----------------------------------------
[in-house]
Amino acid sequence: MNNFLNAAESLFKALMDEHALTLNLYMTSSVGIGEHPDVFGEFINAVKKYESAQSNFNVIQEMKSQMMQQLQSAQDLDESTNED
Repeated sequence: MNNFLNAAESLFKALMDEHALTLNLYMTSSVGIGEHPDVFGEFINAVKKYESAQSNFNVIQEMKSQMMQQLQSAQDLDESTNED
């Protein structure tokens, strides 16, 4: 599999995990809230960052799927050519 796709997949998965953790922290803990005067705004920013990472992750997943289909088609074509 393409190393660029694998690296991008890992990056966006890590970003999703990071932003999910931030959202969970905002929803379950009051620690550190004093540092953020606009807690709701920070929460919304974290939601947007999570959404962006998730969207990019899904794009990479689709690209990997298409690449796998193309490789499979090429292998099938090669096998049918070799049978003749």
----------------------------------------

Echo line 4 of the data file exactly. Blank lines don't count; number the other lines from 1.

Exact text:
């Protein structure tokens, strides 16, 4: 599999995990809230960052799927050519 796709997949998965953790922290803990005067705004920013990472992750997943289909088609074509 393409190393660029694998690296991008890992990056966006890590970003999703990071932003999910931030959202969970905002929803379950009051620690550190004093540092953020606009807690709701920070929460919304974290939601947007999570959404962006998730969207990019899904794009990479689709690209990997298409690449796998193309490789499979090429292998099938090669096998049918070799049978003749």